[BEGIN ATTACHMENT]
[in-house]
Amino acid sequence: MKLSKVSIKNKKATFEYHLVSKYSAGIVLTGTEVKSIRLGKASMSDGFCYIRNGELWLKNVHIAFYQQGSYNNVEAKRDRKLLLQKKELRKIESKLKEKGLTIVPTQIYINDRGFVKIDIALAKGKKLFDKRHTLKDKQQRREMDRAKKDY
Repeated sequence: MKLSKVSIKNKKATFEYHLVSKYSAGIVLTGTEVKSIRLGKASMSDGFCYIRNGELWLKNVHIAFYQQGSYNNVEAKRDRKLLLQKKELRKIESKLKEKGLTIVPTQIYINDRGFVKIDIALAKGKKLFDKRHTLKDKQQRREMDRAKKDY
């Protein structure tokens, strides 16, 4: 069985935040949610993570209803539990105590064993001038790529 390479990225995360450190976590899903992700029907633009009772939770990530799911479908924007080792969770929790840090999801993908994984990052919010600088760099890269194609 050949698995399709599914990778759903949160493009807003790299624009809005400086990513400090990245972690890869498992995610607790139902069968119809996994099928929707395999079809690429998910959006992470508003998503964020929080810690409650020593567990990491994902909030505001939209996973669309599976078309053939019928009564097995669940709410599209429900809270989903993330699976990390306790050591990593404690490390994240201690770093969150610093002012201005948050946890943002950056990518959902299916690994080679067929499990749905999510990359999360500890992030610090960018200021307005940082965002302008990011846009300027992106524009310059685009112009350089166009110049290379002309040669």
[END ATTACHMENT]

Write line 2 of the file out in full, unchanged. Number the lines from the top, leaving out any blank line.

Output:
Amino acid sequence: MKLSKVSIKNKKATFEYHLVSKYSAGIVLTGTEVKSIRLGKASMSDGFCYIRNGELWLKNVHIAFYQQGSYNNVEAKRDRKLLLQKKELRKIESKLKEKGLTIVPTQIYINDRGFVKIDIALAKGKKLFDKRHTLKDKQQRREMDRAKKDY